Credit: Eli Meir Kaplan
In his keynote speech at the 6th annual North American Passive House Conference in Silver Spring, Md., Sam Rashkin reflected on his experience growing the Energy Star program in the United States, and how this program’s success can help guide the growth of Passive House from the current status of an early adaptor’s program to widespread market assimilation. Rashkin contrasted what motivates the early adopter, or “enthusiastic, sustainability geeks,” versus the mainstream buyer, saying no crossover characteristics exist between “energy geeks” and average consumers.
He asked the Passive House group, rhetorically, “How do you plan to get past the market schism, or cliff that hits you in the face right after the initial surge of enthusiasm? You don’t want to end up like SIPs and geothermal, stuck at 2% of the market or less.” To clarify the problem of bringing a new standard to market, such as Passive House or Energy Star, he compared the effort to the challenges faced by software developers trying to introduce a new, disruptive technology into a mature segment. The typical strategy involves carving out a small niche, doing it very well?better than anyone else?owning the segment, and then moving into another. “This is precisely what we did with Energy Star, gaining credibility in a few geographic areas and focusing obsessively on specific segments, such as utility-supported energy-efficiency programs and factory housing, and, only then after gaining credibility with builders in these segments, we gradually and effectively continued expanding.”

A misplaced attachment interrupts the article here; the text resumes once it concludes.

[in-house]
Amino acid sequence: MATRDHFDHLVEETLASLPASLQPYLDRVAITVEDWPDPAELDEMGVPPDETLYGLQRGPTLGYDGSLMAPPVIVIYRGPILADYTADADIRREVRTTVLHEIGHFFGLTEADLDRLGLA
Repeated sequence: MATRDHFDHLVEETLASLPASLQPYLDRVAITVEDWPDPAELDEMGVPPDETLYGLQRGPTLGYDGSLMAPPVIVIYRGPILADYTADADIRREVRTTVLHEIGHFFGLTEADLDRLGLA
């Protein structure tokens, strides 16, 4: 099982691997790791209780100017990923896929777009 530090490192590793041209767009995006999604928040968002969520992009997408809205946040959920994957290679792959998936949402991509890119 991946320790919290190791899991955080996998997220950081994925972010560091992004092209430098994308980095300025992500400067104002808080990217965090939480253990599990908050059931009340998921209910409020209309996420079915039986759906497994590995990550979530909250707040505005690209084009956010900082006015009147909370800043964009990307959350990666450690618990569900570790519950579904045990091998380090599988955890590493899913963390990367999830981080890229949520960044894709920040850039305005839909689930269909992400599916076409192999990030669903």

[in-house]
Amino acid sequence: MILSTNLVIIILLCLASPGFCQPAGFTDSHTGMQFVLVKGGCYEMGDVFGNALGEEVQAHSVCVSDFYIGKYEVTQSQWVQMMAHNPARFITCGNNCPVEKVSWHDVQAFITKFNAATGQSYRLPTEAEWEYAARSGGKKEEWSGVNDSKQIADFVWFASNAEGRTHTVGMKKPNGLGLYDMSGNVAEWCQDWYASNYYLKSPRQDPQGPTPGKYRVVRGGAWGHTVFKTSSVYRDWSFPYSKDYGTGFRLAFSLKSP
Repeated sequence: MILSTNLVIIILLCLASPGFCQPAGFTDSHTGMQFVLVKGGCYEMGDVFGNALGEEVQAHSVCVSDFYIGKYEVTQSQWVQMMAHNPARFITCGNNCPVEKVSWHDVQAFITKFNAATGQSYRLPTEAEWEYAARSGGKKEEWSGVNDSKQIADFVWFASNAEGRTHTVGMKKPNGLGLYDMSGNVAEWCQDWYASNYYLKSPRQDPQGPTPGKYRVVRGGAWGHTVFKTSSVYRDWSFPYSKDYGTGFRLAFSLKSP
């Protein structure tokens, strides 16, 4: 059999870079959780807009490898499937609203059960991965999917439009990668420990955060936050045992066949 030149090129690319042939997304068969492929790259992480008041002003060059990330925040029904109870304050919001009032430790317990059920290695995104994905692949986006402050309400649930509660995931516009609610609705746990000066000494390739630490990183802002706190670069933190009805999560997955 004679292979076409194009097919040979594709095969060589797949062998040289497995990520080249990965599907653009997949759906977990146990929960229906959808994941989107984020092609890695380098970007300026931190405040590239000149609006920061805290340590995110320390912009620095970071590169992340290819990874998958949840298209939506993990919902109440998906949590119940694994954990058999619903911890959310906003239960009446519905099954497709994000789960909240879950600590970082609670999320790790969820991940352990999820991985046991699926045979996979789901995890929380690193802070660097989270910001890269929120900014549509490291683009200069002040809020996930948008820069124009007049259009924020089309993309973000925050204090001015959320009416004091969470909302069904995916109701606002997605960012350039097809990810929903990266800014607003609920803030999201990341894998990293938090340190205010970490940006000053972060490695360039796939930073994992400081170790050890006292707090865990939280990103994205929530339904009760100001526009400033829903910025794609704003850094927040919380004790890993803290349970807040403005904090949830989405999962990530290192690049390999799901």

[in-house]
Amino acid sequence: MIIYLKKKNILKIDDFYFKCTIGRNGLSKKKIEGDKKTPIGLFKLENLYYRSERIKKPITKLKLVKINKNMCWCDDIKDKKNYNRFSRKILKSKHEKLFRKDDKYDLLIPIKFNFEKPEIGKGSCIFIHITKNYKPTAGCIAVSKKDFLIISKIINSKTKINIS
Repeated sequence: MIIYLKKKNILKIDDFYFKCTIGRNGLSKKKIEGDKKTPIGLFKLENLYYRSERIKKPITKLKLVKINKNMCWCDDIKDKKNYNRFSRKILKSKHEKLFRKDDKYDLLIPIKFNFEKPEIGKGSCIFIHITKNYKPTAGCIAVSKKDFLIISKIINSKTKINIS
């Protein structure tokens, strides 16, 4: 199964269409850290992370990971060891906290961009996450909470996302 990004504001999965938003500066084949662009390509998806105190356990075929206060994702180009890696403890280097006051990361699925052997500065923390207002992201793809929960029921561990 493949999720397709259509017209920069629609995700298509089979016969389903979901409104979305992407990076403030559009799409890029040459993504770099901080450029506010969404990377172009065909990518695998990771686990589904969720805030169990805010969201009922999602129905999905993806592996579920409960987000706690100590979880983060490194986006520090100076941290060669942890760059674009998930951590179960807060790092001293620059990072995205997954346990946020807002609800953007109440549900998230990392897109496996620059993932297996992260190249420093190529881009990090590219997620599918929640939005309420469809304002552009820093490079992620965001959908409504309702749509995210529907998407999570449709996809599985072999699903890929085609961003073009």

Rashkin also contrasted the incremental nature of the Energy Star program, which provides a gentle, inclined plain toward a zero-energy home, versus the highly idealized, all-or-nothing approach taken by Passive House. Rashkin went on to describe his current work at the DOE, including the Builders Challenge program. He compared the specifications of Energy Star Version 3 and Builders Challenge with Passive House standards, and suggested ways the programs can work together toward similar goals. He suggested making Builders Challenge a prerequisite for Passive House certification, so that the gentle, inclined plain becomes a three-step process, starting with Energy Star, moving through Builders Challenge, and arriving at Passive House. The latter could benefit from the advanced work and market penetration of the former, well-established programs.
Rashkin also talked at length about selling the benefits of super-high-performance housing since the environmental and energy gains needed to accomplish the goal of a carbon-neutral construction industry by 2030 will come only with broad market assimilation of the highest, building science-based quality standards and the best available technology. By working cooperatively, Energy Star, Builders Challenge, and Passive House as a graduated, three-step program could more effectively increase outreach in U.S. housing industry. He wrapped up the program speaking about the esthetic challenges of Passive House, showing a few illustrations, emphasizing that design and location still trump all other considerations in real estate. Rashkin argued that unless high-performance builders learn to differentiate their best products in the same way automakers differentiate high-performance cars as sexier and more esthetically desirable, it will be difficult to convince the classic U.S. consumer to buy the more expensive, high-performance house with just a HERS score and a certification plaque.